One of the things I like most about cruising, aside from being alone in mid ocean, is visiting places that are off the beaten track. Places that for various reasons we are not recommended to visit. Now, before you go accusing me of sending you into ‘unsafe’ harbors and anchorages, I’ll explain.
I came to understand long ago that cruising means different things to different people and that yachtsmen and yachtswomen are an unusual lot. Cruisers experience one of the last great freedoms allowed to mortals, the freedom to sail beyond the horizon on their own little ship.
The right to come and go as you please brings with it huge responsibilities. The choice of where to go and what you do once you get there is down to you. Logically, you would learn as much as possible about a place you might want to visit and base your decision to go there on what you have learned. But does that always work? The answer is no.
In this edition, Birgit Hackl talks about her voyage to the Caribbean and a stopover in the Cape Verde Islands (Cape Verdes – República de Cabo Verde). The Cape Verdes have long had a reputation for lawlessness and yachts avoided the place. Birgit found the archipelago to be a magical place, safe, with warm and friendly people. Her article makes you think.
Elsewhere in this edition, Capt’n Fatty Goodlander has a rant about dirtdwellers and why he is desperate to get to sea (Madness of Modern Civilization vs. the Joy of Offshore). He also touches on the subject of ‘off the beaten track’ cruising, how people deal with it, and how they can be talked into doing something they later might regret.
Fatty’s article touches on the perennial question of whether cruisers should or should not carry weapons. I have had my own experience with them and it was rather interesting.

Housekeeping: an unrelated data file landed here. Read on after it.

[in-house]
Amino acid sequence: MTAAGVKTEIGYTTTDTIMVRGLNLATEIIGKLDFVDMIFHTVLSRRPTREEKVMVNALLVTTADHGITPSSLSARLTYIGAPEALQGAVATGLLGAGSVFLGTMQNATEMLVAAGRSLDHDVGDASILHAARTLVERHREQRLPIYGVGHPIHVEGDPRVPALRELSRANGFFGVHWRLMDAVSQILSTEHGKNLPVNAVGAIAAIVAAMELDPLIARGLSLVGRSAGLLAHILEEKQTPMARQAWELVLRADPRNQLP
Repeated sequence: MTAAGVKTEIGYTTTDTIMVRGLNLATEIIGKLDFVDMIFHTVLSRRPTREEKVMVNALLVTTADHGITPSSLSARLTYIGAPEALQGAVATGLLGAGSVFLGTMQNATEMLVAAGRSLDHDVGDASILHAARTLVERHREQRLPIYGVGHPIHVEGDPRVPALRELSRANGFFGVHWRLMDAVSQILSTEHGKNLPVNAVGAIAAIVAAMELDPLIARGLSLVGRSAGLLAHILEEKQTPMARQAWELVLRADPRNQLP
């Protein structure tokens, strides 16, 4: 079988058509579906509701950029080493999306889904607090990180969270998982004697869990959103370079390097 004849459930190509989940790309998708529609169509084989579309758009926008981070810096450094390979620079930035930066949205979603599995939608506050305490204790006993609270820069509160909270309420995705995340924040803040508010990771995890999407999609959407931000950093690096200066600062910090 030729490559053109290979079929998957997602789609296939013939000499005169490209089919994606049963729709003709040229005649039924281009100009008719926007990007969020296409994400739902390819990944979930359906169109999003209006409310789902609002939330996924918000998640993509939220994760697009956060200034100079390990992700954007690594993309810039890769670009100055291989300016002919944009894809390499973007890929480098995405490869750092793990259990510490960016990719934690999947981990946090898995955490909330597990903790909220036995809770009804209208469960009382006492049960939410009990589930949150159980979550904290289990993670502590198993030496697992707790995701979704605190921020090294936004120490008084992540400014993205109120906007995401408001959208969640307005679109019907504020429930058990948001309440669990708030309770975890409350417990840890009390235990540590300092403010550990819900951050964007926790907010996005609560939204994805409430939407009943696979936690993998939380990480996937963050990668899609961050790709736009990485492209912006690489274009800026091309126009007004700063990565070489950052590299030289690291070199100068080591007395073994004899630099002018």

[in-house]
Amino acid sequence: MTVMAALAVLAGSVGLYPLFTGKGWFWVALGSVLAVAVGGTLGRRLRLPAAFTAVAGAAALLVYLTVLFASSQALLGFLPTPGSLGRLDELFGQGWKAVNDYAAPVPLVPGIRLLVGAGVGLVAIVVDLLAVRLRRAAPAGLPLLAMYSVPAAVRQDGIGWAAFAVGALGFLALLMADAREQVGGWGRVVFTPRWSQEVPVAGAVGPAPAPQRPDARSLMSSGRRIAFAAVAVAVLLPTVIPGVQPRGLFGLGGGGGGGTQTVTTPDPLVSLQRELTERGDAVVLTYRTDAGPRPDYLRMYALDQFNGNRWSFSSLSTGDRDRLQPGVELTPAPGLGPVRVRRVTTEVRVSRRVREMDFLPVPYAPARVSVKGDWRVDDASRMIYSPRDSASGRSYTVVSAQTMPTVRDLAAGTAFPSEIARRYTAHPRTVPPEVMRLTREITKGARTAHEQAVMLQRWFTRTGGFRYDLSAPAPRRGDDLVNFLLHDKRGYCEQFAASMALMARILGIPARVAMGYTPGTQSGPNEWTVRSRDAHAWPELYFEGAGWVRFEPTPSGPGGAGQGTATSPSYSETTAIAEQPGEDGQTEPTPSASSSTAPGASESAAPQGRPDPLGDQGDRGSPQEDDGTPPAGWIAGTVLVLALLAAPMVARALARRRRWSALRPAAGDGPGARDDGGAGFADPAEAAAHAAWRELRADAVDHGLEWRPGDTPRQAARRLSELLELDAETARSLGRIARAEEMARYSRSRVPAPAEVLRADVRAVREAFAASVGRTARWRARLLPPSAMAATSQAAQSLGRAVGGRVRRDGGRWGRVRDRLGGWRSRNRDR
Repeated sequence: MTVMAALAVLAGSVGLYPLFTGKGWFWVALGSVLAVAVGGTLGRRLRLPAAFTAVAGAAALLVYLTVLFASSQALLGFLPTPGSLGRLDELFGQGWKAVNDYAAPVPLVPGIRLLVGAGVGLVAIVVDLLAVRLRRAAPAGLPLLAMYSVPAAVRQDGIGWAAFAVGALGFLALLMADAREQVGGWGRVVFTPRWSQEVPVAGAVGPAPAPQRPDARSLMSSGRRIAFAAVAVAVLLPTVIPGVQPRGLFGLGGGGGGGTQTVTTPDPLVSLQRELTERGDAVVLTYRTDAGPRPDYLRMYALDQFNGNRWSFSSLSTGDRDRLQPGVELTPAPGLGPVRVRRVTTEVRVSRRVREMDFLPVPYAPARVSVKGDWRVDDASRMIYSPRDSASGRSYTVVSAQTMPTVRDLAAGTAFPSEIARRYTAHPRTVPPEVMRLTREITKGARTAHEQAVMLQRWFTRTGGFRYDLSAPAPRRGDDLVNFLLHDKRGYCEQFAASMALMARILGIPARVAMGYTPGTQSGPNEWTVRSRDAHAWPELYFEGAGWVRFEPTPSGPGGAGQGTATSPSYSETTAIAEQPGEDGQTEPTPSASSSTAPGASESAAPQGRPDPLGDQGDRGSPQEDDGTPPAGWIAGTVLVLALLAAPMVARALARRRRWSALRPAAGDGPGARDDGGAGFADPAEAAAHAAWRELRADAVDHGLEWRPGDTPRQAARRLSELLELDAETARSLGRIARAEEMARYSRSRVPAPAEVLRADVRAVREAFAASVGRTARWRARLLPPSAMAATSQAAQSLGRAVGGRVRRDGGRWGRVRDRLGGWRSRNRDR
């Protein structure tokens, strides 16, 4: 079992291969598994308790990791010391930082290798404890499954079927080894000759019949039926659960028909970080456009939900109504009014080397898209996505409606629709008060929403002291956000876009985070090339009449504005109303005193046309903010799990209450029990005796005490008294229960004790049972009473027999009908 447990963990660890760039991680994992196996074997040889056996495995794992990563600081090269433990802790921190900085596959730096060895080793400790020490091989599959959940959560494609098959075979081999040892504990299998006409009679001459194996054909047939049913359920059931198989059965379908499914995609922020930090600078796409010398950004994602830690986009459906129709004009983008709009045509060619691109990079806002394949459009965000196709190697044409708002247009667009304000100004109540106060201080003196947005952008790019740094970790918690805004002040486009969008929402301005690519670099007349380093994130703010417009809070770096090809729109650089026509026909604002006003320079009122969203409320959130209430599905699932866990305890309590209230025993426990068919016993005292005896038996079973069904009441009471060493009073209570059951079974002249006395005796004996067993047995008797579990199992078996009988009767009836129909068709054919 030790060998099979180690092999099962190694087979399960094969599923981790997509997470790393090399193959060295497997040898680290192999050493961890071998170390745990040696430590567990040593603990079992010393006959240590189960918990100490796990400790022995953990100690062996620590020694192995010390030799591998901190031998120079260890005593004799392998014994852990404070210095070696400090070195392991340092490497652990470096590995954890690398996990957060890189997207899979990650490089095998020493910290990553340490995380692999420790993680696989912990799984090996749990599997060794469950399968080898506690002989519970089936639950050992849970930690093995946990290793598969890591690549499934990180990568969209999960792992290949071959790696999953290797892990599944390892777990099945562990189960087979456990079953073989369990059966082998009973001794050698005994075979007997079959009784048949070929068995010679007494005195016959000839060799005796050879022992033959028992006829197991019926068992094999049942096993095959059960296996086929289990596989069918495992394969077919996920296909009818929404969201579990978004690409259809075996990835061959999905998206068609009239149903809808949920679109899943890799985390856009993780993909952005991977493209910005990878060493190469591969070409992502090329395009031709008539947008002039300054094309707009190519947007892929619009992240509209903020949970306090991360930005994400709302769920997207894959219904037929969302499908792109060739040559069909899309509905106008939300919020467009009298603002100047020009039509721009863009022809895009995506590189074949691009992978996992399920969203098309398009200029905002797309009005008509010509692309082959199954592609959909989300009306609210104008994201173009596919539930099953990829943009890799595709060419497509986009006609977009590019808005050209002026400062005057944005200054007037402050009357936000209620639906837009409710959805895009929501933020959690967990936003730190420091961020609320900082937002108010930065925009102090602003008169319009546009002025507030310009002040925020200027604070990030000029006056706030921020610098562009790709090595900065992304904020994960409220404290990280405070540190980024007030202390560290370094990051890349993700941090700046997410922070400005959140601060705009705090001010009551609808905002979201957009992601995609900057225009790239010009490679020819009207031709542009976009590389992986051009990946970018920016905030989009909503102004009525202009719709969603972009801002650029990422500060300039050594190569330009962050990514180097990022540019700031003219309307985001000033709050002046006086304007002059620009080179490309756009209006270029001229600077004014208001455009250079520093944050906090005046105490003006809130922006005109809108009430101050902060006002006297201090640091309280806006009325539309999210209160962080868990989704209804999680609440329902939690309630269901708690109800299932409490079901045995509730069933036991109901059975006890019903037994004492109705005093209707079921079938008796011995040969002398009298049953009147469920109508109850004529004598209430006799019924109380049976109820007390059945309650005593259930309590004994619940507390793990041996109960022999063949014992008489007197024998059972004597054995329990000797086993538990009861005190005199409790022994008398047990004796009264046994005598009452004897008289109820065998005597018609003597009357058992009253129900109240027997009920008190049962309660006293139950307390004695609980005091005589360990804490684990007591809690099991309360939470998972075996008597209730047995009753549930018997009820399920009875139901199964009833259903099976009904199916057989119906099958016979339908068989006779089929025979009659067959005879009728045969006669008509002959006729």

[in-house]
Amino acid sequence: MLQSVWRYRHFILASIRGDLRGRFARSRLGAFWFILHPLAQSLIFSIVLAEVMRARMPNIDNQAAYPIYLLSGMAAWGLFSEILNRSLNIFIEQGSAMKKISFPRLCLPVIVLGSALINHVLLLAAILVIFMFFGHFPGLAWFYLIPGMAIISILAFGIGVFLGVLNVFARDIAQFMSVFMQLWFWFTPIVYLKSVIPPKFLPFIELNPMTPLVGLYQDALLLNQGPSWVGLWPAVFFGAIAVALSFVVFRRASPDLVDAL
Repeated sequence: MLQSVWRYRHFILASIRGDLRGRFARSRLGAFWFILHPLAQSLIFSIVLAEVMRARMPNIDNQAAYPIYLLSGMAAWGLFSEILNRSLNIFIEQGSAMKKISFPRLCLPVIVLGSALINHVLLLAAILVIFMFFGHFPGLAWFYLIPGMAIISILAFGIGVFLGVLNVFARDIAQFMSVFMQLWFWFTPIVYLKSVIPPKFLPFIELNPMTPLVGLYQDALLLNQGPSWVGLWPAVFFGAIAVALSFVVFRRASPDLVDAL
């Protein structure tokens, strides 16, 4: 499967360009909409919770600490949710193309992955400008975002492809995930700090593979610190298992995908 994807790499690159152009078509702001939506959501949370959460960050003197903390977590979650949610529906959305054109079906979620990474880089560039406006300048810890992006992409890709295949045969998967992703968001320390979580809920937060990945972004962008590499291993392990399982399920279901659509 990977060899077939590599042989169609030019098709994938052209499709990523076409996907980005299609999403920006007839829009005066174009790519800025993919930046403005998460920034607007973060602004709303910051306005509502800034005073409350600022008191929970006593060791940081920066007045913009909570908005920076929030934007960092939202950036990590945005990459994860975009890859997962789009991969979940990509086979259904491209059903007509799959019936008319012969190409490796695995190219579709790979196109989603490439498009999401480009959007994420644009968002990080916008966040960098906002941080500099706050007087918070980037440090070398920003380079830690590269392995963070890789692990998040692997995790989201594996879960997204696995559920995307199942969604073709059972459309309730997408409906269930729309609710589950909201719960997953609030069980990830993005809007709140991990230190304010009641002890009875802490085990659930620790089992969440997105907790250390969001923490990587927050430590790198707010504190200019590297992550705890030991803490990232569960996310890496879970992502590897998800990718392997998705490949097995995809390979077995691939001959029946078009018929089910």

When we were in Gibraltar preparing to sail to the Caribbean, I was given an antique 4.10 shotgun (one up from a flintlock) and a bag of cartridges by an old man who said “you’ll need it to shoot pirates.”
I had been at sea about a week when I remembered the old gun and dug it out from under my bunk. Standing on the aft deck and feeling like Dirty Harry, Rooster Coburn and Rambo all rolled into one, I rammed a shell into the breach, tossed a bottle over the side, pulled back the hammer, aimed, fired, and … click! Nothing happened. I tried again and all I got was another ‘click’. No big bang, no recoil into the shoulder, and the bottle, which could well have been a pirate, had made off unscathed towards the horizon.
Frustrated, I lowered the gun. BANG! The shot blew a hole in the deck between my feet. As I was naked at the time, I had powder burns where no man should have them. In fact I was lucky to have them at all!
Why, I don’t know, but I kept that gun on board for years. The last straw came when we visited an island (I prefer it remain nameless) and declared the gun while clearing customs at the police station. You would think I was armed with a nuclear bomb. I was frog marched back to the boat, a distance of about half-a-mile, by three guards armed with submachine guns. The old gun was brought in triumph from the boat and I was frog marched back to the police station, only now accompanied by an army of howling kids. My protestations that the gun didn’t work and that you were safer standing in front of the damn thing than you were pulling the trigger got me nowhere.
It was the same procedure when I went to clear out; only this time in reverse. Worse, on reaching the dock I was bundled onto the boat and the police immediately threw off the lines and waved me away, at gunpoint.
And still I kept the gun! That is until we went to Florida where I met a chap, an engineer, who loved and understood guns. I showed him the 4.10 and he swooned. He said it was an English fowling piece of around 100 years old. A collectors’ item that he would love to have for his collection but as it was quite valuable, I should keep it.
Before leaving Florida I gave him the gun. I hope he wasn’t naked when he pulled the trigger.